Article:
It's Not Big Brother, But Internet Privacy Concerns Heighten

July 7, 2008 - 7:02 PM

( - It's not Big Brother, according to two think tank officials, but the sale or transfer of Internet consumer information databases has raised the concerns of privacy advocates, lawmakers, and regulating agencies.

Earlier this month, Federal Trade Commission agents requested that Congress allow them the authority to impose strict curtailments on Internet companies seeking personal information from users.

"Companies say self-regulation will work, but it's becoming clear that companies on the Net are not protecting the privacy of consumers," FTC Chairman Robert Pitofsky said during a recent Senate panel hearing.

One privacy violation that can occur on the Internet is when companies place cookies - or identifying number texts - on computer users who visit their sites. Cookies allow the corporations to recognize repeat visitors and thus tailor the site to the individual.

Some cookies, however, like the ones formerly utilized by the company DoubleClick, perform surveillance by tracking Internet users to each site they enter and reporting on such information as shopping preferences. These profiles can then be sold or transferred to other Internet companies, unbeknownst to consumers.

DoubleClick is now facing the threat of legal action for its "clandestine" and "covert" tactics, a letter from the Michigan's Attorney General's office said. However, such Internet profiling practices are reportedly difficult to detect and therefore possibly widespread.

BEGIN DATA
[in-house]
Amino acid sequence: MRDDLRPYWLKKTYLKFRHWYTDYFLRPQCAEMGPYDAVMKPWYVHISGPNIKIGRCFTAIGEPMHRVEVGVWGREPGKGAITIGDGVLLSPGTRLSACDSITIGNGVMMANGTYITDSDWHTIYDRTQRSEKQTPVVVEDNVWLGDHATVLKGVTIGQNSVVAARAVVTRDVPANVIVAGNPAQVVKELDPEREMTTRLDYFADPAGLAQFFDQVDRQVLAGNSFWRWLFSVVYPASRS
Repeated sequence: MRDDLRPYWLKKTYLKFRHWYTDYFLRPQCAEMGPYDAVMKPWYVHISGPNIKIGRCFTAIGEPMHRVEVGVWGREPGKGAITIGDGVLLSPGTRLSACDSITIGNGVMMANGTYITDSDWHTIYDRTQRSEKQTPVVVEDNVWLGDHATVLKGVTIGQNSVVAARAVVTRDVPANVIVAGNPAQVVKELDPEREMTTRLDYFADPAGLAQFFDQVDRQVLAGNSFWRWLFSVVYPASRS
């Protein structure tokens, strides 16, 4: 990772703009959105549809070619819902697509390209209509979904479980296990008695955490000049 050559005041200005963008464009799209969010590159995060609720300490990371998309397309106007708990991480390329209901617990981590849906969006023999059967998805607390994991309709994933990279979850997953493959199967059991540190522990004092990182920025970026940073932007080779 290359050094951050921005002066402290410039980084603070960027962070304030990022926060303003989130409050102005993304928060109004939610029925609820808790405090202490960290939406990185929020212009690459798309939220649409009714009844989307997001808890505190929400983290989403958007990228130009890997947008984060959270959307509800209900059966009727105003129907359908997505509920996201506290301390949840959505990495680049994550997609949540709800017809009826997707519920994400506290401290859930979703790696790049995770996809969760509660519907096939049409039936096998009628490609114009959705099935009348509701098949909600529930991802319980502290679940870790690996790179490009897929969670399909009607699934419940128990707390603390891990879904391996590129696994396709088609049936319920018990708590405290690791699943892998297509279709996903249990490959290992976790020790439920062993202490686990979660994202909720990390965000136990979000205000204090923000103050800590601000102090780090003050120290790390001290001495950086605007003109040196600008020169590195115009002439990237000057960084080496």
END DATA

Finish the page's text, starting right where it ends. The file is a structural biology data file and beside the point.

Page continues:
"We had two hearings on Internet privacy and on profiling," said Rob Taylor, counsel for the Senate subcommittee on consumer affairs. "Most of the companies who operate on a collect data basis also operate on a buy basis."

Still, at least one think tank official knowledgeable of Internet concerns said the sharing of such data would only benefit consumers.

Solveig Singleton, the director of information studies at Cato Institute, said the larger the shared database pool, the less money individual corporations would have to spend on advertising because the efforts would be targeted toward an audience already proven receptive to such products being offered.

Singleton did not consider privacy issues to be a valid concern.

Ayn Rand Institute President and Executive Director Yaron Brook did.

"I'm not concerned with Big Brother accumulating all the information on me and coming out and getting me," Brook said, "but I am concerned with these companies sticking by their privacy policies. I think if they say (on their site) they have a privacy policy, they should stick to it ... and if they say that in their statement, there must be some way of making them."